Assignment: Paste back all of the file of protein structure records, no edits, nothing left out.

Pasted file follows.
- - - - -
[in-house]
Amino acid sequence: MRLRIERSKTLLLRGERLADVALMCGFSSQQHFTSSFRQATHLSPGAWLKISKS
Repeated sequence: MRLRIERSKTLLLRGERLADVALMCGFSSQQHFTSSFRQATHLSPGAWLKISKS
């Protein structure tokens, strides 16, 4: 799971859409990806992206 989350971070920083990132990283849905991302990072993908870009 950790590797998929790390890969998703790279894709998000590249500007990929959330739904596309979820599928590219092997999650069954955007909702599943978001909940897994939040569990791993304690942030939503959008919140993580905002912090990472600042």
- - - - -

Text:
[in-house]
Amino acid sequence: MRLRIERSKTLLLRGERLADVALMCGFSSQQHFTSSFRQATHLSPGAWLKISKS
Repeated sequence: MRLRIERSKTLLLRGERLADVALMCGFSSQQHFTSSFRQATHLSPGAWLKISKS
């Protein structure tokens, strides 16, 4: 799971859409990806992206 989350971070920083990132990283849905991302990072993908870009 950790590797998929790390890969998703790279894709998000590249500007990929959330739904596309979820599928590219092997999650069954955007909702599943978001909940897994939040569990791993304690942030939503959008919140993580905002912090990472600042």